“But do any disabled people become performers?” Tweet
posted on: 09 June 2014, posted by: Unlimited Team
As we’ve said many times, Unlimited is nothing without its allies – and we’d like to hand the blog over today to Clare Hodgson from Diverse City to tell us all about Diverse Futures, an initiative designed to make connections and link disabled people with training and eventually employment opportunities… We’ve signed up – have you?
Many parents of the young people in Remix Gold (Diverse City’s youth performance company) would ask this slightly nervously of me at the end of sessions. Their sons and daughters were talking more and more about what they planned to do on leaving school. Dave wanted to write his own material and direct. Freya wanted to be a choreographer and Anthony wanted to develop his skills on the trapeze. I have been working with these young people for the last seven years as part of the Remix project. The Remix is a family of integrated youth companies based in Dorset delivered by a partnership of Activate performing arts and Diverse City. Young people in the companies are a mix (hence ‘remix’) of young people with physical impairments, young people with learning disabilities and non disabled young people. We had one company to start with and now we have four including a French remix based at La Breche the circus creation centre in Cherbourg. French circus artists came to work with us and were so impressed they went back and set up their own company. Remix has been a transformational journey for us all with perhaps the highlight being performing our Unlimited commission ‘Breathe’ to 11,000 people on Weymouth beach to open the sailing Olympic events in 2012.
But now these young people are reaching 19 and facing real barriers to their progression. The local FE college said that some classes on the BTEC performing arts are not accessible to a wheelchair user. Young people with learning disabilities were not able to go onto vocational performing arts courses because they wouldn’t be able to ‘cope’ with the academic workload. I was endlessly positive to parents along the lines of ” some of my best friends are disabled performers” but I knew they needed more. The young people worked regularly with a range of disabled artists such as Dave Toole, Jamie Beddard and Alex Bulmer but they needed facts and to understand how exactly how their careers might begin. I knew there were arts organisations offering outstanding training and employment opportunities.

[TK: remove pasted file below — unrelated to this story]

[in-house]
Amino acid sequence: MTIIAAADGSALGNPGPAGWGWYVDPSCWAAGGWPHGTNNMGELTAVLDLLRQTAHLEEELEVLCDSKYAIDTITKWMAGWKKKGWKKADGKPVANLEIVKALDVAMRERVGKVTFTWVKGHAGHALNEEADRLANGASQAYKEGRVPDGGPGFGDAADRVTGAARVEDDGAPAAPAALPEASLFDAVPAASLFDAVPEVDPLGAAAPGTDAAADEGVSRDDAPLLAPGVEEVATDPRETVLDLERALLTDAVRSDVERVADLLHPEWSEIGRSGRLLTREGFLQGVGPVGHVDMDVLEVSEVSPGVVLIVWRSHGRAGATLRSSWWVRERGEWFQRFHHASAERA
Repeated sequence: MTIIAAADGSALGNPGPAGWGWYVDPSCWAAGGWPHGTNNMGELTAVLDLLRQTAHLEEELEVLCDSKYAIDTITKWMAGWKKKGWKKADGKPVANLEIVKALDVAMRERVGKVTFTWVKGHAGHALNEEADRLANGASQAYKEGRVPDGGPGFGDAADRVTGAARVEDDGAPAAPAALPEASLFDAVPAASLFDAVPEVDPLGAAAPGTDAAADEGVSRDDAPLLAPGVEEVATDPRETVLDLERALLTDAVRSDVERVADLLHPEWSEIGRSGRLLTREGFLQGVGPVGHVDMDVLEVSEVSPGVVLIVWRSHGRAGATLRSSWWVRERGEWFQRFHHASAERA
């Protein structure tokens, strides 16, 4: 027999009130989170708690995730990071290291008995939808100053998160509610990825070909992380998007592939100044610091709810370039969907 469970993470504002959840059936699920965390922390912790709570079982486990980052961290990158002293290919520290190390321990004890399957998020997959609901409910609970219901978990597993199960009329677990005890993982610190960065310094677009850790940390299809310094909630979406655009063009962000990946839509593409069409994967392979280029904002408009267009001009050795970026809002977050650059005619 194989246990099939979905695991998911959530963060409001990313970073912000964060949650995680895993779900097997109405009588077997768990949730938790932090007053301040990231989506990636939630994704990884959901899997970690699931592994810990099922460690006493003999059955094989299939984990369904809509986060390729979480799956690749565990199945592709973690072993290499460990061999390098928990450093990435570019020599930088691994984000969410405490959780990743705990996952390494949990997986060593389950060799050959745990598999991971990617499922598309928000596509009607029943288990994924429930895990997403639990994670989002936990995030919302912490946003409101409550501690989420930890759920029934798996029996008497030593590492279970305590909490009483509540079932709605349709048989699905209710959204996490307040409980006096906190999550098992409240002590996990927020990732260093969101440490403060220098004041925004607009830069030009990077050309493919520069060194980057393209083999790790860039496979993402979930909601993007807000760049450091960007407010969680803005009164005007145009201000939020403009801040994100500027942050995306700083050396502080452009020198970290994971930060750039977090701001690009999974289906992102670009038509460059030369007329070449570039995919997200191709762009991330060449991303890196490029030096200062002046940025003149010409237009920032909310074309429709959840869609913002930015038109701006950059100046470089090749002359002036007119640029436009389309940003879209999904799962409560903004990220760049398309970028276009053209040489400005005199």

I am no stranger to this territory. In the early 2000’s I was the course leader of the performing arts degree at London Metropolitan University. I worked in partnership with Graeae to set up ‘the Missing Piece ‘in the University – a performer-training course specifically for disabled performers. It was a fantastic course enhanced by Graeae’s artistic brilliance and industry contacts. When it finished around 2006 the hope was that mainstream training was becoming more integrated. So nine years later I decided that Diverse City should build a map of inclusive training opportunities across the UK and diverse futures was born www.diversefutures.org.uk. I wanted young people and parents to be able to see in one place all the opportunities out there. Arts organisations rather than institutions offer many of the opportunities although there are beacons of excellent practice in further and higher education. By the summer we will be putting up case studies of the very best higher education courses. Further education is very mixed and is a huge sector. We are pondering over whether to set up a forum where people can recommend a further education college who excels in inclusive practice.
Our brilliant researcher Emma McFarland found 375 opportunities from over 138 organisations and initiatives. The site features training, semi professional opportunities, professional development opportunities and organisations that employ disabled artists. We don’t list community engagement opportunities. The site is for people with disabilities who already have some training and experience in the performing arts. It is for young people looking to build a career and older disabled artists looking to build their skills. We have built it on limited resources but we have got it out there because it is needed. It is a start – we are not afraid to take a risk but now need support to keep the site up to date and to develop it further in response to feedback. We need partners and financial support. Many organisations are currently planning an audit of provision in disability arts. Why not use our research and build on it with us?
www.diversefutures.org.uk is about Freya, Dave and Anthony’s futures. It is called ‘Diverse’ because it lists opportunities in theatre, dance, circus and music. The next time someone asks ” but do any disabled people become performers? ” we want people to point to Diverse futures and say ” of course they do”
Diverse City is ten years old next year and has been nominated for the National Diversity awards (community organisation- multi strand). Vote for us here https://nominate.nationaldiversityawards.co.uk
If you want to support the development of Diverse Futures email Claire on firstname.lastname@example.org
www.diversefutures.org.uk launched on Friday 16th May. It has been funded through grants for the arts Arts Council England and the Esmee Fairbairn foundation